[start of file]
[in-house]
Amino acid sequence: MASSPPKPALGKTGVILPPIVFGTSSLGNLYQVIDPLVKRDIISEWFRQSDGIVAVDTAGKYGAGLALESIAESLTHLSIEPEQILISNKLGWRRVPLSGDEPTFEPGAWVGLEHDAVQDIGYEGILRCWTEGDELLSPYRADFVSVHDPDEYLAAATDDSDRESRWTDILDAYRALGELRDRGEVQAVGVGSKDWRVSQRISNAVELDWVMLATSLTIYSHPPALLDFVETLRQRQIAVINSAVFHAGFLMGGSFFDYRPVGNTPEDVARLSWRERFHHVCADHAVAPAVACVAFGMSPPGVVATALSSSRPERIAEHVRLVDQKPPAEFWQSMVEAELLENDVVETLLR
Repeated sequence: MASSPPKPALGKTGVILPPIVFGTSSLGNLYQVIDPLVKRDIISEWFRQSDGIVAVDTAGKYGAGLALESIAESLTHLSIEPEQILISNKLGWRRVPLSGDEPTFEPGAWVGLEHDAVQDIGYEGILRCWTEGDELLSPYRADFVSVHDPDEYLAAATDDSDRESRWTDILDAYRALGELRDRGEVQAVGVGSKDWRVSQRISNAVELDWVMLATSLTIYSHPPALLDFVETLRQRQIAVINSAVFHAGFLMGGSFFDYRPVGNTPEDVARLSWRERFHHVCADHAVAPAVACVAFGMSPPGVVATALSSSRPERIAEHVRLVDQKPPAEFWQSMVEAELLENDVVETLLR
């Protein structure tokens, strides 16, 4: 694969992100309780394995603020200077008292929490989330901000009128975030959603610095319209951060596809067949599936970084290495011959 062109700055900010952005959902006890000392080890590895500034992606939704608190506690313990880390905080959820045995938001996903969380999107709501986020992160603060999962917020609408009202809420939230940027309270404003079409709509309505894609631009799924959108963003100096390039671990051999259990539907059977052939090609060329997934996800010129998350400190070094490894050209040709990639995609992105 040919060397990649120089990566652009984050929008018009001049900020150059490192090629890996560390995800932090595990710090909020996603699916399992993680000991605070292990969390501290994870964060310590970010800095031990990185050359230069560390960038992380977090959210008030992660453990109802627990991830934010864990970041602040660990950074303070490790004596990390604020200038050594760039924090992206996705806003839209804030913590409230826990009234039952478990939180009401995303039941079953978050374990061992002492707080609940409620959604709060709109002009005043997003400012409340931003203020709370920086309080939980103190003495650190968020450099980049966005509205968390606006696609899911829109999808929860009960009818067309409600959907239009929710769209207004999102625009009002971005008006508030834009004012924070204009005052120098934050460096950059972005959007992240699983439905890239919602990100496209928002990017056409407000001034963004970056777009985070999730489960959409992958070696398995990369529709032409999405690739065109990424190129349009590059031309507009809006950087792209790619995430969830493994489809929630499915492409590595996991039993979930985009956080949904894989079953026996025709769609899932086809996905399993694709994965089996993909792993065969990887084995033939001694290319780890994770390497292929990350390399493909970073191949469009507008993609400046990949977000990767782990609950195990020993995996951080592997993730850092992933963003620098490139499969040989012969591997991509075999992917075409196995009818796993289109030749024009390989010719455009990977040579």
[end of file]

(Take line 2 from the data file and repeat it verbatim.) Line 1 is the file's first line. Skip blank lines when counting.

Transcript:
Amino acid sequence: MASSPPKPALGKTGVILPPIVFGTSSLGNLYQVIDPLVKRDIISEWFRQSDGIVAVDTAGKYGAGLALESIAESLTHLSIEPEQILISNKLGWRRVPLSGDEPTFEPGAWVGLEHDAVQDIGYEGILRCWTEGDELLSPYRADFVSVHDPDEYLAAATDDSDRESRWTDILDAYRALGELRDRGEVQAVGVGSKDWRVSQRISNAVELDWVMLATSLTIYSHPPALLDFVETLRQRQIAVINSAVFHAGFLMGGSFFDYRPVGNTPEDVARLSWRERFHHVCADHAVAPAVACVAFGMSPPGVVATALSSSRPERIAEHVRLVDQKPPAEFWQSMVEAELLENDVVETLLR